New Contours of Financial Inclusion
         Date: 11-Sep-2018
Deposits and withdrawals can be made sitting at home and bank would come to the customer’s house in the form of the ‘Postman’
Dr Ashwani Mahajan
 
Though Reserve Bank of India (RBI) after shortlisting 41 applicants, gave in-principle approval to the opening of 11 Payment Banks in August 2015, however, only six banks could start active functions till date after fulfilling the conditions attached and completing the formalities in this regard; and recently started India Post Payment Bank (IPPB) is one of these. Bharti Airtel started its first Payment Bank in March 2017, followed by four others, before IPPB. Government of India had announced starting of a Payment Bank based on its wide spread postal network in its Budget on February 28, 2015. In his Budget Speech the Finance Minister had made announcement to this effect. However, IPPB could see light of the day on September 1, 2018 when Prime Minister Shri Narendra Modi launched it at Talkatora Stadium of Delhi. “IPPB has been envisioned as an accessible, affordable and trusted bank for the common man, to help speedily achieve the financial inclusion objectives of the Union Government. India Post Payment Bank offers several facilities and benefits to common citizens,” the Prime Minister said.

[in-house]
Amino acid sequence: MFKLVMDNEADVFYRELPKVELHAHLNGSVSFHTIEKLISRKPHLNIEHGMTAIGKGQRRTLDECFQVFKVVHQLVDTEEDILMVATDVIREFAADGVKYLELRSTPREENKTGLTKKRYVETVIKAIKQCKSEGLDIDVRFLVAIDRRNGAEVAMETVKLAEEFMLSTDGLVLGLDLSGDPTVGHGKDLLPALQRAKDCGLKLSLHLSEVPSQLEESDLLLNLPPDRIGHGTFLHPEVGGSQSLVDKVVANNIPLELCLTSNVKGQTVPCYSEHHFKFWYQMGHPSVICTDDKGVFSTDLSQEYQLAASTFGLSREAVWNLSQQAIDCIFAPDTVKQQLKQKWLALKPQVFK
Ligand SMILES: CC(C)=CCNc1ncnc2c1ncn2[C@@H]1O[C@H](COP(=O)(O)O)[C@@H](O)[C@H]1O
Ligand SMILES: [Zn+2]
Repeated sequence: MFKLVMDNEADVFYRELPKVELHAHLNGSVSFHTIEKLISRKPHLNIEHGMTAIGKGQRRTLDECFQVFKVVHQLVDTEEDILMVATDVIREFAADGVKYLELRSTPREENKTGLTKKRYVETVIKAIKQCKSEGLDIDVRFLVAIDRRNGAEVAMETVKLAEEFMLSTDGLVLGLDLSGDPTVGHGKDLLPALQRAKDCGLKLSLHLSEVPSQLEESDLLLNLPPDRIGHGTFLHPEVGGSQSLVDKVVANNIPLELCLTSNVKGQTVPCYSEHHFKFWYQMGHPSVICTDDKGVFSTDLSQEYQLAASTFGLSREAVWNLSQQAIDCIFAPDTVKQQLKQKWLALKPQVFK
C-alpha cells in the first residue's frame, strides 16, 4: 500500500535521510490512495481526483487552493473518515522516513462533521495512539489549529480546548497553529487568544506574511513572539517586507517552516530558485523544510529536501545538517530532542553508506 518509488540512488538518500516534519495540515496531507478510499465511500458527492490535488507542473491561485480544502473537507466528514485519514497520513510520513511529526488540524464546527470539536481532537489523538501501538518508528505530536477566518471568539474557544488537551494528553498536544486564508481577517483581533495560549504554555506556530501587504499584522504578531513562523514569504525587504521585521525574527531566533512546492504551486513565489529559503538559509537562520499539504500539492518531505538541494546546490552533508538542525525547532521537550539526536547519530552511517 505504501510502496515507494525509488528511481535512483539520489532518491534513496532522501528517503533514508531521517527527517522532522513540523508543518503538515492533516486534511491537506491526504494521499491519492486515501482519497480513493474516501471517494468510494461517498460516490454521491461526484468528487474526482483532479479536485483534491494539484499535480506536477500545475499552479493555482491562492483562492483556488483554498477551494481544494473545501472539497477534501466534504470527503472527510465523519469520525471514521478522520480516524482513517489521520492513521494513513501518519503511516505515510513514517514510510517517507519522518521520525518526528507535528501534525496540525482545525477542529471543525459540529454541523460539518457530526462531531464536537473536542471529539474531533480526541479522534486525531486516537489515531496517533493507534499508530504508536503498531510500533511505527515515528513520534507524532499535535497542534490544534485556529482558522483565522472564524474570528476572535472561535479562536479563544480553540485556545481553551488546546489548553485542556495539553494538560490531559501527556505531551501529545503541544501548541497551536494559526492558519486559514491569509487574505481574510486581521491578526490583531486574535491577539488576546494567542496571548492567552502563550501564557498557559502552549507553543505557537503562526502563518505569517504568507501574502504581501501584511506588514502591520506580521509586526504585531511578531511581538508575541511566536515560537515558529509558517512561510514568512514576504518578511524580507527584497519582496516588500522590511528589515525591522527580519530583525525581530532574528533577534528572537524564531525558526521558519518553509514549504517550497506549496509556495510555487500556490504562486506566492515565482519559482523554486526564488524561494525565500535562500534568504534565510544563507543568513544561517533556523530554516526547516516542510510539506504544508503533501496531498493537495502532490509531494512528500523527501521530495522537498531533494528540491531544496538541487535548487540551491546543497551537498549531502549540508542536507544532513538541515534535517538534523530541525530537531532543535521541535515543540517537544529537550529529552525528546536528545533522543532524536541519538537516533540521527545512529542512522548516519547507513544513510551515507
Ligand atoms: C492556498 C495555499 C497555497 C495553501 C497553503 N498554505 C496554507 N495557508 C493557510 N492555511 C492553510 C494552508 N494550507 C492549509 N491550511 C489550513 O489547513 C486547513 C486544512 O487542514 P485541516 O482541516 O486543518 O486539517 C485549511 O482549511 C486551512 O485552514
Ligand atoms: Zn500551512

Manoj Sinha, Minister for Communications, PM Narendra Modi and Suresh Sethi, MD & CEO, India Post Payments Bank
 
It is notable that Indian postal department is already providing banking services to the people in the remotest areas, but for their operations, customers have to physically visit post office and carry on transactions related to deposits and withdrawals physically. However, with start of IPPB, opening of the saving bank account could be undertaken with an App, linking the same with Aadhar and PAN number, which enables citizens to open paperless accounts in a matter of minutes and in essence this Saving Account would be digitalised online account.
 
Deposits and withdrawals could be made sitting at home and bank would come to customer’s house in the form of ‘Postman’. This Saving Account could have deposit of up to one lakh rupees (which is the condition attached with Payment Bank); however, any balance above rupees one lakh would automatically be swept to normal Post Office Saving Bank Account (POSA). This account could be opened with zero balance. The IPPB offers a regular saving account, digital saving account and basic saving account. All of these accounts provide 4 per cent per annum interest. The IPPB also offers current account facility to the small merchants/ Kirana stores and individual businessmen.
IPPB may prove to be beneficial to students, sr. citizens, farmers, housewives, kirana & small merchants 
For people with small savings, IPPB assumes significance as there is no requirement of minimum